Singapore Market Buzz and Round Up 2
Between Gold and the other Black Gold that we know as oil, the world has moved into a deflationary mindset in less than 4 days which could possibly explain the poor Black Friday sales numbers, in addition to the fact that many retailers started sales earlier in the week.
Last Thursday’s OPEC meeting on Thanksgiving followed by Sunday’s Swiss referendum rejecting increased gold purchases by the Swiss National Bank, has seen commodities take another dip down on the first trading day of December and reports are starting to surface that a deflationary mindset may not be as good for economic growth despite the benefits of lower oil prices.
As a consequence, we have the STI index close the week on a heavy heart with the bulk of the maritime O&G stocks making new yearly lows.
I dragged out the list of stocks making their 52-week lows for the past week and we can see that few of the O&G names are spared the brunt of the sell-off that is nothing compared to the billions wiped out around the world.
At the same time, we have the beneficiaries of lower fuel prices such as SIA making new highs today along with rare phenomenon like CH Offshore, a O&G name, at a new high last Friday.
The dust may take longer to settle as companies come out to announce Capex spending cuts with the latest being Petronas (Malaysia) announcing a 15-20% Capex cut in 2015 and Fortescue Metals (Australia) to halve their spending in the months ahead.
Yet, in the face of falling global yields, the Keppel DC Reit IPO, which will be put to a Keppel T&T shareholder vote on Tuesday, will be warmly received with their potential 7% dividend yield. At S$512.98 mio, it would be the second largest IPO this year after Accordia Gold Trust’s S$758.56 mio.
The main talk of retail punters would be the Olam short covering for last week and the mad scramble to cover 13.2 million shares last Friday, of which only 4.1 million was managed because of the Temasek consortium’s 80% block ownership that has severely crimped liquidity.
Some rumours suggest that the short position was the result of a fat finger trade but others speculate it was on the back of the expectation of lower commodity prices which now, thanks to the short seller, Olam shares will be blissfully immune from, for the time being.
The other big news is the other drag on the economy – real estate. REDAS, Real Estate Developers’ Association of Singapore, is anticipating home vacancy rates to top 10% in the next few years as 68,000 new home completions will hit the streets.
REDAS suggests that the government must ready itself to support the market in that event, which brings me to the annual MAS Financial Stability Review released last Thursday.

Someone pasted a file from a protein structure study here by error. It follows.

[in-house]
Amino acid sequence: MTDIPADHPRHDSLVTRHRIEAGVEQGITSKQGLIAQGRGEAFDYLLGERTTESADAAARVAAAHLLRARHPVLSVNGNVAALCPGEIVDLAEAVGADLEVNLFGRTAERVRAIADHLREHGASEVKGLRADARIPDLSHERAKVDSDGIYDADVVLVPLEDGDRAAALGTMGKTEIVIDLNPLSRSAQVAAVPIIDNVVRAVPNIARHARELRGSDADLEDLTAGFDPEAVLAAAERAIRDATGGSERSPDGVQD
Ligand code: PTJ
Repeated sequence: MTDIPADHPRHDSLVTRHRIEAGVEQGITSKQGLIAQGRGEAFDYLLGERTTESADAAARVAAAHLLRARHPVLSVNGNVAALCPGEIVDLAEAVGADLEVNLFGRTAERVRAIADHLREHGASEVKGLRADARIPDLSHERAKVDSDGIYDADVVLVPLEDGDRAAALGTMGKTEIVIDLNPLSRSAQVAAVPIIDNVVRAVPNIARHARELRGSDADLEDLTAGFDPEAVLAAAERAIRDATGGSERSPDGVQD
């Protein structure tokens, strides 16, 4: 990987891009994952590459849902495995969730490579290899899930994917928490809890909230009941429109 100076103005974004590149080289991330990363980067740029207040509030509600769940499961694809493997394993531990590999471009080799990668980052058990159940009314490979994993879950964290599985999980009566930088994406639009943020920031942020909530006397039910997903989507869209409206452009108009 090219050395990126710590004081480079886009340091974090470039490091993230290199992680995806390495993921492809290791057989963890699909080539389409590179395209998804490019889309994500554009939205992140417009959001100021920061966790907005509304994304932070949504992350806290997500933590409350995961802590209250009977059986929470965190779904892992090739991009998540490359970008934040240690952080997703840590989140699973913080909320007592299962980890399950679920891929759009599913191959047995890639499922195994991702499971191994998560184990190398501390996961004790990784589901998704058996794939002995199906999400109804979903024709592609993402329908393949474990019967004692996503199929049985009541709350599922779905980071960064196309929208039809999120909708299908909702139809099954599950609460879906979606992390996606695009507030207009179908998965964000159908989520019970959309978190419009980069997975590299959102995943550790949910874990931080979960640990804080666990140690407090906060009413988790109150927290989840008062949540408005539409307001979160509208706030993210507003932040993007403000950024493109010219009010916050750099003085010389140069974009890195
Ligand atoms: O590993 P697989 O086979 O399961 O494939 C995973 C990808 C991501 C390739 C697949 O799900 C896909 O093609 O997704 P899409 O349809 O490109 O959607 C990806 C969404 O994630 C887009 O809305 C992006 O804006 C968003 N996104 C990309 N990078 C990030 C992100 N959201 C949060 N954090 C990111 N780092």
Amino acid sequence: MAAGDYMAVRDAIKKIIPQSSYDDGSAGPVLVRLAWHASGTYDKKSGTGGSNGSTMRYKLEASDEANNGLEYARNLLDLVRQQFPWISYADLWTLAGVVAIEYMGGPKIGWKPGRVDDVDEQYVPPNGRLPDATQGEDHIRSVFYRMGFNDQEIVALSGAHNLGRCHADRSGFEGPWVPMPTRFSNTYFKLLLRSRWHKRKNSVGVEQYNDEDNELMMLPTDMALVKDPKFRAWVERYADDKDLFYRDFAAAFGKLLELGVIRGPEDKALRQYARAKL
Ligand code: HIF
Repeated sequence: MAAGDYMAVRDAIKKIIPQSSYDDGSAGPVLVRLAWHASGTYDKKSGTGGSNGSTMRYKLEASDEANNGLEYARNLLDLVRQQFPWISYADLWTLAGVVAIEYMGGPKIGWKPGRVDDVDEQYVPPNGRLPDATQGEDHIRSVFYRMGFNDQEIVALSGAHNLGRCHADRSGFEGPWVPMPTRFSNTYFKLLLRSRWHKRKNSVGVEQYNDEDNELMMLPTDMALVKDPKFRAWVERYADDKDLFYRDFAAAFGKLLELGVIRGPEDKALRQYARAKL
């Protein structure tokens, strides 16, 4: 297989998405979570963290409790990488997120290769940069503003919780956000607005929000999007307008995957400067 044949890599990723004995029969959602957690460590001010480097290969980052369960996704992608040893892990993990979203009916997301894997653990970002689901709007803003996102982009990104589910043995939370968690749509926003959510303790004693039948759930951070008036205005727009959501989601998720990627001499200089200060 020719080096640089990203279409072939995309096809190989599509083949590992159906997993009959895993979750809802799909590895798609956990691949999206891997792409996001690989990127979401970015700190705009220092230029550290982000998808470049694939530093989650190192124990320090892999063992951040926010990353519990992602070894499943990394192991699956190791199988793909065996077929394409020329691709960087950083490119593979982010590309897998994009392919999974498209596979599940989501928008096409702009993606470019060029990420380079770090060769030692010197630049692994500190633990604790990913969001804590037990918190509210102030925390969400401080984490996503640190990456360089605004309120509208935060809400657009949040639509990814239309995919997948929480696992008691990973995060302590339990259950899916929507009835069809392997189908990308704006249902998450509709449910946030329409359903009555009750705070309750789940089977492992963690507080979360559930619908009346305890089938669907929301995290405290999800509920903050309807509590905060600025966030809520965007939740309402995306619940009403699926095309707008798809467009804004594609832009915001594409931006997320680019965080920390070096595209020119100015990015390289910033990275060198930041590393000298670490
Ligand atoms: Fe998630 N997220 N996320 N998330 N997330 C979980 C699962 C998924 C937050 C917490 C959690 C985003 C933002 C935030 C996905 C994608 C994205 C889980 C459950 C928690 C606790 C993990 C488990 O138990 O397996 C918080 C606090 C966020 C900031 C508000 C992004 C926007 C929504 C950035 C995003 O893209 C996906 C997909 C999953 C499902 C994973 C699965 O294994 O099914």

My personal take on the report is that we can continue to expect the local property market to cool further, even as it was announced this morning that experts are expecting a government cut in the release of private housing land for next year.
There is a heightened risk of that happening in the deflation mindset which could potentially trigger a domino effect in the already elevated private sector debt market where much is borrowed using property as collateral.
More contradictions too as we read that Singapore developers are now the largest foreign investors from the region in the global real estate arena buying from New York to Tokyo and MAS warning retail investors on the risks of overseas property ownership which has risen from S$1.9 bio in 2012 to S$3 bio in 2013.
As USDSGD approaches its 3 year high today at 1.3085, we realise that Singapore markets would be very much at the mercy of global and regional trends. China equities, on the other hand, is trading off their own tangent at a 3 year high.
While some Singaporean investors are busy licking wounds and others are wondering if it is the right time to enter the markets for some of the beaten down names, I should point out a WSJ article on America’s ultra rich and their plans to increase allocations to cash and private equity for this current quarter.
This should have spared them some pain in the current market’s volatility.
Private equity activity has slowed in the 4th quarter. Real estate and debt private equity deals have dried up while buyouts and real asset/co-investment deals have increased as a proportion of the total.
I would expect distressed commodity asset funds to start emerging into 2015, sourcing for cheap bargains. That is unless the central banks do not start another round of pre emptive rate cuts when there is already very little to cut from and cut to.
For all we know, Gold is a 6,000 year old bubble as eminent economist Willem Buiter would have it, but countless wars have been fought over Gold and that other Black Gold. And for all the cheer of lower oil prices, history has shown that the effects are often less predictable than we think.